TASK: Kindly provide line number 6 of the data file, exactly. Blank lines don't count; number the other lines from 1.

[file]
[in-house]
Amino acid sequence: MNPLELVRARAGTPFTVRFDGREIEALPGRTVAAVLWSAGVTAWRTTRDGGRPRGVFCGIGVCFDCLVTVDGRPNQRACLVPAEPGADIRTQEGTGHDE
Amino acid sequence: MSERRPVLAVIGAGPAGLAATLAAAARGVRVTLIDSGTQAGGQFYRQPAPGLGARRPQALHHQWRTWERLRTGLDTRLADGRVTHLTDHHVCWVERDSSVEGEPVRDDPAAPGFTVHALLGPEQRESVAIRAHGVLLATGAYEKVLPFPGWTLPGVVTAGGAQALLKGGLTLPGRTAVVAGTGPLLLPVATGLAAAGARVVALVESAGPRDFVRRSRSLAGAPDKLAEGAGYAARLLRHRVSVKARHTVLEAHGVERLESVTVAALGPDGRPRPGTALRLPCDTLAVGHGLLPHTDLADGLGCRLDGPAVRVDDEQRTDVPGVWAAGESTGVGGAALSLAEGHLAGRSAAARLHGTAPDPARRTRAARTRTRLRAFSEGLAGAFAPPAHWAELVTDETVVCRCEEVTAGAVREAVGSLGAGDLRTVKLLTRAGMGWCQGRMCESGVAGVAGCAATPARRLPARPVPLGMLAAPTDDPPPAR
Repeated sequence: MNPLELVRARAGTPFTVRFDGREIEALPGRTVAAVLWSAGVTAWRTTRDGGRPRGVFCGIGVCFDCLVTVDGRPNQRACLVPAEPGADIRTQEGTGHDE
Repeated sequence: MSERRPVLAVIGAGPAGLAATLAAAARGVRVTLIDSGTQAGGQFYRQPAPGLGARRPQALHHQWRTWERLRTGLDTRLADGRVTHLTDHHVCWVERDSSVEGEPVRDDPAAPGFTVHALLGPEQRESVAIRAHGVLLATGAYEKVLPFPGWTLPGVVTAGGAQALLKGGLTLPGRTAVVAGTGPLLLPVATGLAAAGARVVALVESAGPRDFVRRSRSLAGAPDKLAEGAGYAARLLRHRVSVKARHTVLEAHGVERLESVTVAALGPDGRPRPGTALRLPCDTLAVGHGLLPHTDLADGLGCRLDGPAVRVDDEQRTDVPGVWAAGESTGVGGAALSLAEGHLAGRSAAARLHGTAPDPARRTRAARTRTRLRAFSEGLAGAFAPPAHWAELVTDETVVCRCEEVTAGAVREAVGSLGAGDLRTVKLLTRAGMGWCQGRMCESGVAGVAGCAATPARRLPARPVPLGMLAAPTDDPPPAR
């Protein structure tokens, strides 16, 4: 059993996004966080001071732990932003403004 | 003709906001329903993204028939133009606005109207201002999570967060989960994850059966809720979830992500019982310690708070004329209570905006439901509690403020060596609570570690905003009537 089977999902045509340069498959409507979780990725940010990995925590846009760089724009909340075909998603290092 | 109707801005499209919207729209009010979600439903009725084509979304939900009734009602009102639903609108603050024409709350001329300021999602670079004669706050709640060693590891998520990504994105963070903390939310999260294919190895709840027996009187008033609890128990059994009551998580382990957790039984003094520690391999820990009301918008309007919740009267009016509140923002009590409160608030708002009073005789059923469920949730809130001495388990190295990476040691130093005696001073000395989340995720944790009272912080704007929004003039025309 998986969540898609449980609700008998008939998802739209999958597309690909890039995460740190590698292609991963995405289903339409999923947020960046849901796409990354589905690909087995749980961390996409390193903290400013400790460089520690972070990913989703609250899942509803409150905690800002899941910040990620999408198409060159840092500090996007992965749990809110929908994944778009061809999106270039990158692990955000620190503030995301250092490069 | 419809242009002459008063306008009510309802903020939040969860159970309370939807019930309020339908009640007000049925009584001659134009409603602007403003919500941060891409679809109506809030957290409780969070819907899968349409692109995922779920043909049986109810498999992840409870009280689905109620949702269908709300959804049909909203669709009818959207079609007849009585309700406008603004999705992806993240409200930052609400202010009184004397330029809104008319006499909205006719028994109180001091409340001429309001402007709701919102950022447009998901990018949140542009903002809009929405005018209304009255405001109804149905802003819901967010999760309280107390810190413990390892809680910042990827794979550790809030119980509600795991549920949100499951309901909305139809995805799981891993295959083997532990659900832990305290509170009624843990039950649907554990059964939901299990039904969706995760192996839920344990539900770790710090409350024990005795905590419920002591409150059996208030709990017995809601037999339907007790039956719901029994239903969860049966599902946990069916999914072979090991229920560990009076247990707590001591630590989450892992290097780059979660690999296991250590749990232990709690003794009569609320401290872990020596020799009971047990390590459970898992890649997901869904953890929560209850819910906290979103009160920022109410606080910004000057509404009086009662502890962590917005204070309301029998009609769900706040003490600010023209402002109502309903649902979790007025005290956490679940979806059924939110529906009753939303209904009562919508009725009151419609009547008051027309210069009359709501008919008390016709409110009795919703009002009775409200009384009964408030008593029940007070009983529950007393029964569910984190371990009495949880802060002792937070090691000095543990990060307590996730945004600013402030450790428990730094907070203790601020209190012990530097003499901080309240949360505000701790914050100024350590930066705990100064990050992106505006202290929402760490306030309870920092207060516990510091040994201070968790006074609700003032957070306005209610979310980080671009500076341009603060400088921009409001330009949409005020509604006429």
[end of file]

């Protein structure tokens, strides 16, 4: 059993996004966080001071732990932003403004 | 003709906001329903993204028939133009606005109207201002999570967060989960994850059966809720979830992500019982310690708070004329209570905006439901509690403020060596609570570690905003009537 089977999902045509340069498959409507979780990725940010990995925590846009760089724009909340075909998603290092 | 109707801005499209919207729209009010979600439903009725084509979304939900009734009602009102639903609108603050024409709350001329300021999602670079004669706050709640060693590891998520990504994105963070903390939310999260294919190895709840027996009187008033609890128990059994009551998580382990957790039984003094520690391999820990009301918008309007919740009267009016509140923002009590409160608030708002009073005789059923469920949730809130001495388990190295990476040691130093005696001073000395989340995720944790009272912080704007929004003039025309 998986969540898609449980609700008998008939998802739209999958597309690909890039995460740190590698292609991963995405289903339409999923947020960046849901796409990354589905690909087995749980961390996409390193903290400013400790460089520690972070990913989703609250899942509803409150905690800002899941910040990620999408198409060159840092500090996007992965749990809110929908994944778009061809999106270039990158692990955000620190503030995301250092490069 | 419809242009002459008063306008009510309802903020939040969860159970309370939807019930309020339908009640007000049925009584001659134009409603602007403003919500941060891409679809109506809030957290409780969070819907899968349409692109995922779920043909049986109810498999992840409870009280689905109620949702269908709300959804049909909203669709009818959207079609007849009585309700406008603004999705992806993240409200930052609400202010009184004397330029809104008319006499909205006719028994109180001091409340001429309001402007709701919102950022447009998901990018949140542009903002809009929405005018209304009255405001109804149905802003819901967010999760309280107390810190413990390892809680910042990827794979550790809030119980509600795991549920949100499951309901909305139809995805799981891993295959083997532990659900832990305290509170009624843990039950649907554990059964939901299990039904969706995760192996839920344990539900770790710090409350024990005795905590419920002591409150059996208030709990017995809601037999339907007790039956719901029994239903969860049966599902946990069916999914072979090991229920560990009076247990707590001591630590989450892992290097780059979660690999296991250590749990232990709690003794009569609320401290872990020596020799009971047990390590459970898992890649997901869904953890929560209850819910906290979103009160920022109410606080910004000057509404009086009662502890962590917005204070309301029998009609769900706040003490600010023209402002109502309903649902979790007025005290956490679940979806059924939110529906009753939303209904009562919508009725009151419609009547008051027309210069009359709501008919008390016709409110009795919703009002009775409200009384009964408030008593029940007070009983529950007393029964569910984190371990009495949880802060002792937070090691000095543990990060307590996730945004600013402030450790428990730094907070203790601020209190012990530097003499901080309240949360505000701790914050100024350590930066705990100064990050992106505006202290929402760490306030309870920092207060516990510091040994201070968790006074609700003032957070306005209610979310980080671009500076341009603060400088921009409001330009949409005020509604006429």